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Load Balancing and DNS

This page covers how to point your Load Balancer to lakeFS, and how to set the DNS records. If you already have those, move on to the Setup page.

Load balancing

Depending on how you chose to install lakeFS, you should have a load balancer direct requests to the lakeFS server.
By default, lakeFS operates on port 8000, and exposes a /_health endpoint which you can use for health checks.

Notes for using an AWS Application Load Balancer

  1. Your security groups should allow the load balancer to access the lakeFS server.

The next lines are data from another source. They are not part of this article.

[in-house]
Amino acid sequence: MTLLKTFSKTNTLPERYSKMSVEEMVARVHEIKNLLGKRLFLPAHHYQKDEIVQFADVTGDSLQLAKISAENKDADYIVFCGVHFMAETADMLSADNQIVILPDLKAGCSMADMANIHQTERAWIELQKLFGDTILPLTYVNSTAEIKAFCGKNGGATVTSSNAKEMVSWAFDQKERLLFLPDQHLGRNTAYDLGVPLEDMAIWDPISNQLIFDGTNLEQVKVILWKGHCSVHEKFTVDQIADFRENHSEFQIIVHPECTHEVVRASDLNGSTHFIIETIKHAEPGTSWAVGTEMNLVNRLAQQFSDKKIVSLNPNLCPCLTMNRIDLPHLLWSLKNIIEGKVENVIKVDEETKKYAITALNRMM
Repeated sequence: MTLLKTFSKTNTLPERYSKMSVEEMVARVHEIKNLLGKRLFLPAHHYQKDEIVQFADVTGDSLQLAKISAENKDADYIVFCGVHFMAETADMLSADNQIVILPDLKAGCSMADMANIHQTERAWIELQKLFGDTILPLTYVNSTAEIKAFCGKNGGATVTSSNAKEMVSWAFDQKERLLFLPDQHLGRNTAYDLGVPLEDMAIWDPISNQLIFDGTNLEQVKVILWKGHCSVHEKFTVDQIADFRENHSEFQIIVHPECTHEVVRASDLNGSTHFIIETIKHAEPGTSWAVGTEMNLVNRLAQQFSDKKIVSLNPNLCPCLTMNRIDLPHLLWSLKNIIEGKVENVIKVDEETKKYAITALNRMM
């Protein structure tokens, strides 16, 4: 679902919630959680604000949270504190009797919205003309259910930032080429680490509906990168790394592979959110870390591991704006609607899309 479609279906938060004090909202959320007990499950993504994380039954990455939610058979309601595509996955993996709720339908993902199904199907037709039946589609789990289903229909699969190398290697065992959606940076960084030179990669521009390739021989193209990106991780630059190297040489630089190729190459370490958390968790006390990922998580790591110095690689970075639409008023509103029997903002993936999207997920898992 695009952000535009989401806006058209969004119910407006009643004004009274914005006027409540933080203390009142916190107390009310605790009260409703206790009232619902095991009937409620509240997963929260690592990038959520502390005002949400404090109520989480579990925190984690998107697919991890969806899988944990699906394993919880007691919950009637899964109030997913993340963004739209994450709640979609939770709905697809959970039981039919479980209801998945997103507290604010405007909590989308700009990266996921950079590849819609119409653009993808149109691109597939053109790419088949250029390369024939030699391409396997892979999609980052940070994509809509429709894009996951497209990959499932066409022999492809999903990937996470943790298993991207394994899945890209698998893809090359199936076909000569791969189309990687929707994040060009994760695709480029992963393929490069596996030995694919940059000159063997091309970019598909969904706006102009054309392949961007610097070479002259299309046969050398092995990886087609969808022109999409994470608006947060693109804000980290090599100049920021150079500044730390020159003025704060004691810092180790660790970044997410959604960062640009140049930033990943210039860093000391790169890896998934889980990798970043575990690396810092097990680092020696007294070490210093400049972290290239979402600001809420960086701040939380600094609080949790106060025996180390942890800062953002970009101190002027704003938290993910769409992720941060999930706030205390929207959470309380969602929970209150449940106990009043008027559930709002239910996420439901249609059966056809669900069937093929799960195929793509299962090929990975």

2. Create a target group with a listener for port 8000.
  3. Setup TLS termination using the domain names you wish to use for both endpoints (e.g. s3.lakefs.example.com, *.s3.lakefs.example.com, lakefs.example.com).
  4. Configure the health-check to use the exposed /_health URL

DNS

As mentioned in a previous step, you should create 3 DNS records for lakeFS:

  1. One record for the lakeFS API: lakefs.example.com
  2. Two records for the S3-compatible API: s3.lakefs.example.com and *.s3.lakefs.example.com.

All records should point to your Load Balancer, preferably with a short TTL value.

In AWS Route53

For an AWS load balancer with Route53 DNS, create a simple record, and choose Alias to Application and Classic Load Balancer with an A record type.

Configuring a simple record in Route53

For other DNS providers, refer to the documentation on how to add CNAME records.

You can now move on to the Setup page. c